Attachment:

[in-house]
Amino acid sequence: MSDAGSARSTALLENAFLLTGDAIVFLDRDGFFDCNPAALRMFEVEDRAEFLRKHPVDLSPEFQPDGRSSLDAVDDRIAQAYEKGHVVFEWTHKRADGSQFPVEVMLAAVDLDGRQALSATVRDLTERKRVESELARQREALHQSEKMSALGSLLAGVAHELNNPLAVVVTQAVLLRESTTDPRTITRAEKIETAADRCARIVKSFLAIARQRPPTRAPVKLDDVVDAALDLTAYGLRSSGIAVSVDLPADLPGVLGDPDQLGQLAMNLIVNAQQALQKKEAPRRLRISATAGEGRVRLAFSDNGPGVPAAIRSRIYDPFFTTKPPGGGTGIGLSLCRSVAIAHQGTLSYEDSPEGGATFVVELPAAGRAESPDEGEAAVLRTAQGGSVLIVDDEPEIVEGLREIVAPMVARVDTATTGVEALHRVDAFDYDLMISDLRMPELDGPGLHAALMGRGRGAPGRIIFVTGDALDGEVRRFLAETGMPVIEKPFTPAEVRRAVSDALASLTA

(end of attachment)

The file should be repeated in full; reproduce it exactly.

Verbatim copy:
[in-house]
Amino acid sequence: MSDAGSARSTALLENAFLLTGDAIVFLDRDGFFDCNPAALRMFEVEDRAEFLRKHPVDLSPEFQPDGRSSLDAVDDRIAQAYEKGHVVFEWTHKRADGSQFPVEVMLAAVDLDGRQALSATVRDLTERKRVESELARQREALHQSEKMSALGSLLAGVAHELNNPLAVVVTQAVLLRESTTDPRTITRAEKIETAADRCARIVKSFLAIARQRPPTRAPVKLDDVVDAALDLTAYGLRSSGIAVSVDLPADLPGVLGDPDQLGQLAMNLIVNAQQALQKKEAPRRLRISATAGEGRVRLAFSDNGPGVPAAIRSRIYDPFFTTKPPGGGTGIGLSLCRSVAIAHQGTLSYEDSPEGGATFVVELPAAGRAESPDEGEAAVLRTAQGGSVLIVDDEPEIVEGLREIVAPMVARVDTATTGVEALHRVDAFDYDLMISDLRMPELDGPGLHAALMGRGRGAPGRIIFVTGDALDGEVRRFLAETGMPVIEKPFTPAEVRRAVSDALASLTA